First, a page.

From: Adam Rifkin -4K (adam@XeNT.ics.uci.edu)
Date: Sat May 20 2000 - 15:56:28 PDT
> The short answer is nothing. There's nothing to stop programmers
> from adapting Napster to a wide variety of applications, each of
> which will challenge the site-centric thinking that predominates
> on the Internet today.
1. A lousy User Interface. (Hello, do the past decade of Windows and
Web UI work mean nothing to the Nappyheads? No, let's bow to the whims
of a script kiddie who wouldn't know UI if it bit him on the bottom.)
2. A complete lack of respect for existing protocols. (Yeah, let's
throw out the past three decades of work by intelligent people on
transferring bags-o-bits across the Internet. Heck, let's throw out the
Web completely, Napster don't need no steenkin Web.)
3. No open source, and worse, no way to extend it. (Crapster
launches a thousand wannabe ripoff point solutions, none of which
interact with each other or anything else that exists. Real nice.)
> In some cases Napster's architecture fundamentally undermines one
> of the crown jewels of Internet stock valuation theory. This
> theory holds that Internet marketplaces generate network effects
> as they grow in size. These effects in turn accelerate the growth
> of the marketplace and make it almost impossible for competitors
> to catch up. As it stands, the network effects generated by sites
> such as eBay are thought to be so powerful that it is almost
> impossible for these sites to be unseated. However, Napster's
> fundamental architecture and its impact on the MP3 market
> suggests that network effects are much more fragile than suspected.
If this guy thinks that any website can just kick back and relax because
it has sustainable lockin, he's kidding himself. Only the paranoid survive.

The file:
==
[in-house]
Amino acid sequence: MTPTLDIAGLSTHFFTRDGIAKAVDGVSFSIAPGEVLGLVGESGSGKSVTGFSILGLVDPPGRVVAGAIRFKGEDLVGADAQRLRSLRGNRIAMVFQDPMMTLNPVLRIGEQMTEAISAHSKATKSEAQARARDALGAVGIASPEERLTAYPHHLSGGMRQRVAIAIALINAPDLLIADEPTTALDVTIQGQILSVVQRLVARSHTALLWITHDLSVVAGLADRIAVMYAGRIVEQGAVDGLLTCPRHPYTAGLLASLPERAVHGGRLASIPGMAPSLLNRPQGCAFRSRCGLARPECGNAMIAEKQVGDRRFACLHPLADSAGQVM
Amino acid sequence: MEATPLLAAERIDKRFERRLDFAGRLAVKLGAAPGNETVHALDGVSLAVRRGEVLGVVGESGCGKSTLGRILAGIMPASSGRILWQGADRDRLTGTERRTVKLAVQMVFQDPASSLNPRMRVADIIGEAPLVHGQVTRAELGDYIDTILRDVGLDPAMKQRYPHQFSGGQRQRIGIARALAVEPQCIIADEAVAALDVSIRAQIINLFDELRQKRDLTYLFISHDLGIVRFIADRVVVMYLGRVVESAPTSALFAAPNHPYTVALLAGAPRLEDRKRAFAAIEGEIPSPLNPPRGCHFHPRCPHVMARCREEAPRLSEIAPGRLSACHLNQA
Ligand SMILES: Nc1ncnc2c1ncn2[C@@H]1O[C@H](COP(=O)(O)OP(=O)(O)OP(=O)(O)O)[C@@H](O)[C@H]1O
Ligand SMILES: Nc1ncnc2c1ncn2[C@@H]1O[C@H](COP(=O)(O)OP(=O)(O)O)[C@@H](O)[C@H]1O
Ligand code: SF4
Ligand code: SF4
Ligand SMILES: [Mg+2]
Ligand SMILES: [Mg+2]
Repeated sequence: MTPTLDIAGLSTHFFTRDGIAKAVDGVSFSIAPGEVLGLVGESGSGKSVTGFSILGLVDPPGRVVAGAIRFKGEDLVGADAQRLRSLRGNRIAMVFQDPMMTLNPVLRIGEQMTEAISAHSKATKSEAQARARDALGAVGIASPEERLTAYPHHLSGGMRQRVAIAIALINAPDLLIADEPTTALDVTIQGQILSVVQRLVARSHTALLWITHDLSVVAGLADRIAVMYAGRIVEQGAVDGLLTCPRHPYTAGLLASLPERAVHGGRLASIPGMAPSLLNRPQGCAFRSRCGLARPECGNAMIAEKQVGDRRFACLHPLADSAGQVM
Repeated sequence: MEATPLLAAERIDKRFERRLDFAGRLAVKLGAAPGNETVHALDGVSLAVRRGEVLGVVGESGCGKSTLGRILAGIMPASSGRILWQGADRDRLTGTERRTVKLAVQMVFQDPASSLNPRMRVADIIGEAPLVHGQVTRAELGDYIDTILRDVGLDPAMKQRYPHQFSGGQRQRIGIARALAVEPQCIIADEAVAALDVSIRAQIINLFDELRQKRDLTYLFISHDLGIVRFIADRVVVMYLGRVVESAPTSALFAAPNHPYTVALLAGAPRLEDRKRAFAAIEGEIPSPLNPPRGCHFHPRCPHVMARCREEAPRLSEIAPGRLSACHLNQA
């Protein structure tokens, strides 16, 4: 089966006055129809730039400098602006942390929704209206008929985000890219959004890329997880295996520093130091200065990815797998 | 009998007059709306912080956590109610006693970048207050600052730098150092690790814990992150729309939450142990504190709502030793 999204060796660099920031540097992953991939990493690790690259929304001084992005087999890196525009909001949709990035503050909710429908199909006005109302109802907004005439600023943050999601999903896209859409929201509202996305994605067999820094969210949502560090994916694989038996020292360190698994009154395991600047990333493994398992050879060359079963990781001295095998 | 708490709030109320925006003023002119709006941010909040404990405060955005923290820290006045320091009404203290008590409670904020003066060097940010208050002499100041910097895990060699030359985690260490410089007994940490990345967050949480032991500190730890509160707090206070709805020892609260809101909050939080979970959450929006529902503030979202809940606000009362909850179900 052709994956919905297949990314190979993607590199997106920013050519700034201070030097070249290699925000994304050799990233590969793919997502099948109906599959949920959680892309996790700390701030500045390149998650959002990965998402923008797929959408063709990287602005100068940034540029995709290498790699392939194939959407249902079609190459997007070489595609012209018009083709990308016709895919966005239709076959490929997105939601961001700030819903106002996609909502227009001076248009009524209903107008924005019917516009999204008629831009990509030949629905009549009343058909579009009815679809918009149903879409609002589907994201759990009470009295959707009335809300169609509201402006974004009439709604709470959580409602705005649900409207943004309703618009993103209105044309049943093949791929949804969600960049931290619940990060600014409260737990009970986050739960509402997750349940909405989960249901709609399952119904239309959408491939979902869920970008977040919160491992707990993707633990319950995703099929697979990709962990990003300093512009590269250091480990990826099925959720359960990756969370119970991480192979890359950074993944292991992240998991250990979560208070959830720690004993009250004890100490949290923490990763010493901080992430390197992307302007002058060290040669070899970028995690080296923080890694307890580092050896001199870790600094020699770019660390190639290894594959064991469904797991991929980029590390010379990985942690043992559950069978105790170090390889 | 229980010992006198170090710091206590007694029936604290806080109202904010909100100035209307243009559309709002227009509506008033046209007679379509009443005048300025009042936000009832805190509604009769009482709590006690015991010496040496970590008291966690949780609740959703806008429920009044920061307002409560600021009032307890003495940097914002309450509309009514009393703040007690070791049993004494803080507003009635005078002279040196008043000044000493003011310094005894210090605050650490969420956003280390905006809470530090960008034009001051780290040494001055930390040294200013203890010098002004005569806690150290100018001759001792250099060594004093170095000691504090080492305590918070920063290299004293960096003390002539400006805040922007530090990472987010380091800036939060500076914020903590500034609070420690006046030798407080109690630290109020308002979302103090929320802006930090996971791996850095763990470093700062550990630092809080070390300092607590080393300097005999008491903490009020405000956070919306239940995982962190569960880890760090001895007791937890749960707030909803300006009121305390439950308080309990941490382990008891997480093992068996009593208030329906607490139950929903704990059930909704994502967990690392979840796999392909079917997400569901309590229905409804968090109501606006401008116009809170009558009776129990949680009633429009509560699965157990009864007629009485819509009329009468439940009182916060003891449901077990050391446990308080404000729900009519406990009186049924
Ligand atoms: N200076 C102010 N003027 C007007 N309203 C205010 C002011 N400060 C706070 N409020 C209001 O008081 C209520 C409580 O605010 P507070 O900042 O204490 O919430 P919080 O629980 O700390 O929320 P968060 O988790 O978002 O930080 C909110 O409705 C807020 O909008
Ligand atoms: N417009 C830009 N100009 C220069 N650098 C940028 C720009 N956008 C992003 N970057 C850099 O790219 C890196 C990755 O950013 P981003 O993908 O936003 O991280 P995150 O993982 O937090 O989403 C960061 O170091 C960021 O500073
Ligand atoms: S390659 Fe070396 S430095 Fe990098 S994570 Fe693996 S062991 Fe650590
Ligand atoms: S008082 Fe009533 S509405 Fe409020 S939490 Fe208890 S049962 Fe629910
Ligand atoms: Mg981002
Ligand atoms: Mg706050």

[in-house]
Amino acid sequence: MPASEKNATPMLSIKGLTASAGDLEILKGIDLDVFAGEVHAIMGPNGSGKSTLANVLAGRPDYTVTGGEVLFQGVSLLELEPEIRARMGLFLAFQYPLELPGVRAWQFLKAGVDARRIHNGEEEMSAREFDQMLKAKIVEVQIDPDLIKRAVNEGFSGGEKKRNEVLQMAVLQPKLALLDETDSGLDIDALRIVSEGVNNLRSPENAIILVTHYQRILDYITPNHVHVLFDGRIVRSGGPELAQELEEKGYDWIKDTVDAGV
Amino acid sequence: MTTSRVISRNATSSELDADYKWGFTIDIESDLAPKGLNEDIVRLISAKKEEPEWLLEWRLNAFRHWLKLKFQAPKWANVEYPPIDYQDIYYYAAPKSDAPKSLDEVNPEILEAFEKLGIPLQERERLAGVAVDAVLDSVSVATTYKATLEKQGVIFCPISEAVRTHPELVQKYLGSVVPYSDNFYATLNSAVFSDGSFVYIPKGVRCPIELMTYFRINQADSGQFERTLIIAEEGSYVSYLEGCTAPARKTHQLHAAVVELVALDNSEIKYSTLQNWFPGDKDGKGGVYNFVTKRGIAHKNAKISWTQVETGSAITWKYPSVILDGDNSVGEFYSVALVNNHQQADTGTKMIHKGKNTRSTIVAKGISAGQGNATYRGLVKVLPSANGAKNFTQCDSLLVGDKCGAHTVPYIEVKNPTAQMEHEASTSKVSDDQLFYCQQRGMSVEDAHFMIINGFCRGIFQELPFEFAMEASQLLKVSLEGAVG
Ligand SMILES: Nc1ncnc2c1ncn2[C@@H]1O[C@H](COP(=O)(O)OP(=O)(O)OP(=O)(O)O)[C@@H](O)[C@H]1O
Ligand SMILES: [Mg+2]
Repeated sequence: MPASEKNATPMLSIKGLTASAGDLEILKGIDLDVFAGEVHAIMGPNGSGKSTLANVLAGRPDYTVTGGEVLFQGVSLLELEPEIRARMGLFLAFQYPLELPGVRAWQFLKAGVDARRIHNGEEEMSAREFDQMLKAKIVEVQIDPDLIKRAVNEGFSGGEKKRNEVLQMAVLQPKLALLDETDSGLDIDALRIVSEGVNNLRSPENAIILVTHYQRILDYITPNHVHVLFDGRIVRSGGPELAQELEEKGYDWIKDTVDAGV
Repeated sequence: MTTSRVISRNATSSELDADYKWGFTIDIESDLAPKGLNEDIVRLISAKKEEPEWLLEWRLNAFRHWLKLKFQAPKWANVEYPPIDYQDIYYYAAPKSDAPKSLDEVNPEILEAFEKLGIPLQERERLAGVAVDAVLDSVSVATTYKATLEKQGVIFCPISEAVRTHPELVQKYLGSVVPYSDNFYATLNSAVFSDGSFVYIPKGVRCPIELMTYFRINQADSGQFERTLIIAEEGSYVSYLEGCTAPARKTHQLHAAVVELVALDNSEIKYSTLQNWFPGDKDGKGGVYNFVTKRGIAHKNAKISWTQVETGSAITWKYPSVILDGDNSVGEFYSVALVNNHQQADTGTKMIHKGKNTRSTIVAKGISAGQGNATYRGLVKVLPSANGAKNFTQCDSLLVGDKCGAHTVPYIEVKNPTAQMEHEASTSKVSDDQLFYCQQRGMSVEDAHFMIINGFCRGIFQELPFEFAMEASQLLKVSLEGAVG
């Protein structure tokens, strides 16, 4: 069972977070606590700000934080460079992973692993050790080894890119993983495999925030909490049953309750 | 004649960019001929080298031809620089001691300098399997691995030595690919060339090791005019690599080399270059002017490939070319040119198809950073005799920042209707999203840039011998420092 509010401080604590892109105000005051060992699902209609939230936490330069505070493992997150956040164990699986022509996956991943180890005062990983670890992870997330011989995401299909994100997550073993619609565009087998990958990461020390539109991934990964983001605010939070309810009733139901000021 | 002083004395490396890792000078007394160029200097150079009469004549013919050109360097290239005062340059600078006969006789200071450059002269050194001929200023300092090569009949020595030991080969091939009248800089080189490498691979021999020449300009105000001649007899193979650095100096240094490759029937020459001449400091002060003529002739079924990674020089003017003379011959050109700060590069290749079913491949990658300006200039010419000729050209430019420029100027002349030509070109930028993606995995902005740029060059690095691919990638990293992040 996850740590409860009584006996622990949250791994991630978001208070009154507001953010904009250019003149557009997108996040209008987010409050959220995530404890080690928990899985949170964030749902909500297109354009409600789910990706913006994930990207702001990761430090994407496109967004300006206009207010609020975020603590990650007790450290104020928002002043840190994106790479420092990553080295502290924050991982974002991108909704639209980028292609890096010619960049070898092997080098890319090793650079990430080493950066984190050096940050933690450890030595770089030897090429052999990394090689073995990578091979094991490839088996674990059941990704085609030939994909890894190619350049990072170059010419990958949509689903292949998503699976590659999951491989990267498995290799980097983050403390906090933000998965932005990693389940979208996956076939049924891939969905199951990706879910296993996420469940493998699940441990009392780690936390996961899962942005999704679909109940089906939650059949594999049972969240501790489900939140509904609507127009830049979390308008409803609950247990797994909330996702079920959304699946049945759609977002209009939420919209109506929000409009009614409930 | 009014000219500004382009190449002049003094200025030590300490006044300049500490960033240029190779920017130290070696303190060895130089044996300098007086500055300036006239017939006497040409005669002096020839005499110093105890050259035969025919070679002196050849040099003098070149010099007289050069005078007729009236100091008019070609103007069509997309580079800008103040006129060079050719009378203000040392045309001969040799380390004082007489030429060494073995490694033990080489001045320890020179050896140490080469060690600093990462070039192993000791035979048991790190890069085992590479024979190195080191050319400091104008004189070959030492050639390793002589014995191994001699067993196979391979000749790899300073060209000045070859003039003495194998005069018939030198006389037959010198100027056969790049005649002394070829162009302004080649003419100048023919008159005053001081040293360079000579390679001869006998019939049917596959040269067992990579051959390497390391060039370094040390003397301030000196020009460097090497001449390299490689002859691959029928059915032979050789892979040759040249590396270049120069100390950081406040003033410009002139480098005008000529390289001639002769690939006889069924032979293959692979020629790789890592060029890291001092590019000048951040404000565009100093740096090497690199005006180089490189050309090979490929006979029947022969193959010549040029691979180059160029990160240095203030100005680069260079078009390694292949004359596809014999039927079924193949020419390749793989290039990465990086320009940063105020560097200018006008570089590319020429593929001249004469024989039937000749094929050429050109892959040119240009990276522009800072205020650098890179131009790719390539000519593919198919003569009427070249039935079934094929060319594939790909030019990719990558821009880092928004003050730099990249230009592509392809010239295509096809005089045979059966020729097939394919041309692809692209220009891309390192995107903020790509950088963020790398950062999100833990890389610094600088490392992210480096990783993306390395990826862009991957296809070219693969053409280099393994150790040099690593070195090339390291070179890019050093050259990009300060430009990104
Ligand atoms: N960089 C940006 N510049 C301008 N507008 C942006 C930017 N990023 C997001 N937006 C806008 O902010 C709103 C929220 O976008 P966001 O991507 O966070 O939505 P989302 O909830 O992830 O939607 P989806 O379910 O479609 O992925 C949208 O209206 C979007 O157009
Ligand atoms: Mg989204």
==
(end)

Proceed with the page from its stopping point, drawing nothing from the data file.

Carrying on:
> If this is indeed the case, some of the premium valuations that
> are enjoyed by both consumer and business-to-business
> marketplaces could come under pressure.
Ahem, *could*? Has this guy not seen the bloodbath that is the public
Internet stock market of the past two months? Many stocks are down 70%,
80%, 90% or more from their highs. (MicroStrategy is quickly
approaching the down 97% mark...)
I've seen several Internet stock crashes over the past few years, but
the current one is by and far the worst that has happened to date, and
it has affected even the strong companies in the sector. As a result,
even companies with excellent consumer brand names like RealNames and
AltaVista have withdrawn their S-1's for the time being.
> Bill Burnham is a General Partner at SOFTBANK Capital Partners
> and was a former Wall Street e-commerce analyst. SOFTBANK is an
> investor in ZDNet.
Ok, I take it back. Ann Winblad isn't ignorant. But I do want to know
one thing: both Bill Burnham and Bill Gurley both wrote about how great
Napster is, yet both Softbank and Benchmark both (presumably) passed on
funding it. Why?
This whole movement of people unwilling to pay for anything will get what they want, nothing worth paying for, just the next band-in-a-box. -- Adam Beberg
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